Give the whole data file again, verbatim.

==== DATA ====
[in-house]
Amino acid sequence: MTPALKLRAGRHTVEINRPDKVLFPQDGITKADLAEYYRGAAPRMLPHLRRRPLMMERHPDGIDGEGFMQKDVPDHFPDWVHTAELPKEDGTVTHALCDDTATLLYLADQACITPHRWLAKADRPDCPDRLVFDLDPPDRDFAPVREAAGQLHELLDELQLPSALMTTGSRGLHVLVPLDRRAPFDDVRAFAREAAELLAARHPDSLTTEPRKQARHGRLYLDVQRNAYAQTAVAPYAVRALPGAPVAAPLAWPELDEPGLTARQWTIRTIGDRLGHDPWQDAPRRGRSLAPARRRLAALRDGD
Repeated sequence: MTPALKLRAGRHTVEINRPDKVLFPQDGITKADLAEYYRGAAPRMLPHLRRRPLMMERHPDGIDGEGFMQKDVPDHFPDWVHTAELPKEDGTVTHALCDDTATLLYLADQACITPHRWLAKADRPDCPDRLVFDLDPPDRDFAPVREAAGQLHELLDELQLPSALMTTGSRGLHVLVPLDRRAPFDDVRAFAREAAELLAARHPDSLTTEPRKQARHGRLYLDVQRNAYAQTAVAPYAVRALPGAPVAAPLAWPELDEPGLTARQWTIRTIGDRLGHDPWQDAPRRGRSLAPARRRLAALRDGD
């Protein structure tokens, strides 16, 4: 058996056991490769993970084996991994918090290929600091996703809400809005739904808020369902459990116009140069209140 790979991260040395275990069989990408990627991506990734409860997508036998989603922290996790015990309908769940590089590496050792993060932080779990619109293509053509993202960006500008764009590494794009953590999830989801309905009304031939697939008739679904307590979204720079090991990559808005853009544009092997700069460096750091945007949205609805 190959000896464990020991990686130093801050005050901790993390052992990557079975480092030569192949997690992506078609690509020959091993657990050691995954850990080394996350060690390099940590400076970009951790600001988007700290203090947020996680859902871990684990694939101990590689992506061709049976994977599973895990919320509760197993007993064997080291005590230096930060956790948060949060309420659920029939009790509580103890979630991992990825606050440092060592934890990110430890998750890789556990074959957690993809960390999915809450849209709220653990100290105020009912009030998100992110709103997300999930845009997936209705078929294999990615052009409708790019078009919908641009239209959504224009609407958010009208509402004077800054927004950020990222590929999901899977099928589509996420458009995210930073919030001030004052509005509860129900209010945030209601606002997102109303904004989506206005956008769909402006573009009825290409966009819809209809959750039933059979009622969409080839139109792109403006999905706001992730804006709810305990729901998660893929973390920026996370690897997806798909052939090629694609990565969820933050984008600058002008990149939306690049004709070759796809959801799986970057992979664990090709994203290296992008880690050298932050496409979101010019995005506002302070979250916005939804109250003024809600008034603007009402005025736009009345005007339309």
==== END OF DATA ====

[in-house]
Amino acid sequence: MTPALKLRAGRHTVEINRPDKVLFPQDGITKADLAEYYRGAAPRMLPHLRRRPLMMERHPDGIDGEGFMQKDVPDHFPDWVHTAELPKEDGTVTHALCDDTATLLYLADQACITPHRWLAKADRPDCPDRLVFDLDPPDRDFAPVREAAGQLHELLDELQLPSALMTTGSRGLHVLVPLDRRAPFDDVRAFAREAAELLAARHPDSLTTEPRKQARHGRLYLDVQRNAYAQTAVAPYAVRALPGAPVAAPLAWPELDEPGLTARQWTIRTIGDRLGHDPWQDAPRRGRSLAPARRRLAALRDGD
Repeated sequence: MTPALKLRAGRHTVEINRPDKVLFPQDGITKADLAEYYRGAAPRMLPHLRRRPLMMERHPDGIDGEGFMQKDVPDHFPDWVHTAELPKEDGTVTHALCDDTATLLYLADQACITPHRWLAKADRPDCPDRLVFDLDPPDRDFAPVREAAGQLHELLDELQLPSALMTTGSRGLHVLVPLDRRAPFDDVRAFAREAAELLAARHPDSLTTEPRKQARHGRLYLDVQRNAYAQTAVAPYAVRALPGAPVAAPLAWPELDEPGLTARQWTIRTIGDRLGHDPWQDAPRRGRSLAPARRRLAALRDGD
């Protein structure tokens, strides 16, 4: 058996056991490769993970084996991994918090290929600091996703809400809005739904808020369902459990116009140069209140 790979991260040395275990069989990408990627991506990734409860997508036998989603922290996790015990309908769940590089590496050792993060932080779990619109293509053509993202960006500008764009590494794009953590999830989801309905009304031939697939008739679904307590979204720079090991990559808005853009544009092997700069460096750091945007949205609805 190959000896464990020991990686130093801050005050901790993390052992990557079975480092030569192949997690992506078609690509020959091993657990050691995954850990080394996350060690390099940590400076970009951790600001988007700290203090947020996680859902871990684990694939101990590689992506061709049976994977599973895990919320509760197993007993064997080291005590230096930060956790948060949060309420659920029939009790509580103890979630991992990825606050440092060592934890990110430890998750890789556990074959957690993809960390999915809450849209709220653990100290105020009912009030998100992110709103997300999930845009997936209705078929294999990615052009409708790019078009919908641009239209959504224009609407958010009208509402004077800054927004950020990222590929999901899977099928589509996420458009995210930073919030001030004052509005509860129900209010945030209601606002997102109303904004989506206005956008769909402006573009009825290409966009819809209809959750039933059979009622969409080839139109792109403006999905706001992730804006709810305990729901998660893929973390920026996370690897997806798909052939090629694609990565969820933050984008600058002008990149939306690049004709070759796809959801799986970057992979664990090709994203290296992008880690050298932050496409979101010019995005506002302070979250916005939804109250003024809600008034603007009402005025736009009345005007339309």